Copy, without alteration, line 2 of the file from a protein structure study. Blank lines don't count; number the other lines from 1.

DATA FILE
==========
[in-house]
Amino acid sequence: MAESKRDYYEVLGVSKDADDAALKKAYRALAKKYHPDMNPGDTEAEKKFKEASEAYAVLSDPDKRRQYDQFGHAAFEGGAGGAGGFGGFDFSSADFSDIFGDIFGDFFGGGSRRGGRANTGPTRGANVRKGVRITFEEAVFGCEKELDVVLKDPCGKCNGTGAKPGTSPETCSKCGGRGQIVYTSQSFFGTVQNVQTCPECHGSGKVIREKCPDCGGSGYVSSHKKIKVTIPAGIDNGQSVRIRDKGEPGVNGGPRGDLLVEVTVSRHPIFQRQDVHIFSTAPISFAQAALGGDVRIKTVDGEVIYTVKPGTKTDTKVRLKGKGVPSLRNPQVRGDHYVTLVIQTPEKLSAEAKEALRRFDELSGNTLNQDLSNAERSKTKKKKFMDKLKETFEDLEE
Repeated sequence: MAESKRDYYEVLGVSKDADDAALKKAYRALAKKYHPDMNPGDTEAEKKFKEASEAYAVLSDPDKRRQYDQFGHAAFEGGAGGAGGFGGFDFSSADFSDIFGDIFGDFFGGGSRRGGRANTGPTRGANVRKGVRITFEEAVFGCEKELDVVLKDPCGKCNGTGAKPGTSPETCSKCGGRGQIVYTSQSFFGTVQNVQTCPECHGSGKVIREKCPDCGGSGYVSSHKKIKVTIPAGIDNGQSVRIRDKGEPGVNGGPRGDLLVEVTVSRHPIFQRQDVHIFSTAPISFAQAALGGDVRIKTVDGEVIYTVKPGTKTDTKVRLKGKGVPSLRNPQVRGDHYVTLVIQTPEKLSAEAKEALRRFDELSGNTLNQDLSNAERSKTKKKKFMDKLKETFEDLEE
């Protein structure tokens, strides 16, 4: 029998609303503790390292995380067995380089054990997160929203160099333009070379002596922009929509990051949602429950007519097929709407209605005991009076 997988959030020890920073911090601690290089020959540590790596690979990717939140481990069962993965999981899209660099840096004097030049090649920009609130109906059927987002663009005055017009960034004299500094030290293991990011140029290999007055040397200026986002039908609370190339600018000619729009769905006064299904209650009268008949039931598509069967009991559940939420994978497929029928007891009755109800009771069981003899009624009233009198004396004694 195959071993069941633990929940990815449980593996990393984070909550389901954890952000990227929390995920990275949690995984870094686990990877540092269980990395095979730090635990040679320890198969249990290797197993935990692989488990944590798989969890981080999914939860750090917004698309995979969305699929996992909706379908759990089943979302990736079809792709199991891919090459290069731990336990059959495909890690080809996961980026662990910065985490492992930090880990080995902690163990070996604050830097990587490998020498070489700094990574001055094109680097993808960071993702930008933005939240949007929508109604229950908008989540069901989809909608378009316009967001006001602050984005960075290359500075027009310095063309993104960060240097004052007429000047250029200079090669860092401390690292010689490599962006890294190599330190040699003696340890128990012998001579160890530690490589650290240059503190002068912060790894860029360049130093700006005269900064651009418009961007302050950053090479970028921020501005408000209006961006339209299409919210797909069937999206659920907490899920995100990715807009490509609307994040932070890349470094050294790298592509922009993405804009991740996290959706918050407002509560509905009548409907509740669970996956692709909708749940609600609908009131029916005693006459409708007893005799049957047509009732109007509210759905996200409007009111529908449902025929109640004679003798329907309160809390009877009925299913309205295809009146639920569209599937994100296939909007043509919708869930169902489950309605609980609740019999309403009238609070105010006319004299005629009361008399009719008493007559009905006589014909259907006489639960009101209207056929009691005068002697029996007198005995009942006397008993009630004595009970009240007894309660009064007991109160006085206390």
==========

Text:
Amino acid sequence: MAESKRDYYEVLGVSKDADDAALKKAYRALAKKYHPDMNPGDTEAEKKFKEASEAYAVLSDPDKRRQYDQFGHAAFEGGAGGAGGFGGFDFSSADFSDIFGDIFGDFFGGGSRRGGRANTGPTRGANVRKGVRITFEEAVFGCEKELDVVLKDPCGKCNGTGAKPGTSPETCSKCGGRGQIVYTSQSFFGTVQNVQTCPECHGSGKVIREKCPDCGGSGYVSSHKKIKVTIPAGIDNGQSVRIRDKGEPGVNGGPRGDLLVEVTVSRHPIFQRQDVHIFSTAPISFAQAALGGDVRIKTVDGEVIYTVKPGTKTDTKVRLKGKGVPSLRNPQVRGDHYVTLVIQTPEKLSAEAKEALRRFDELSGNTLNQDLSNAERSKTKKKKFMDKLKETFEDLEE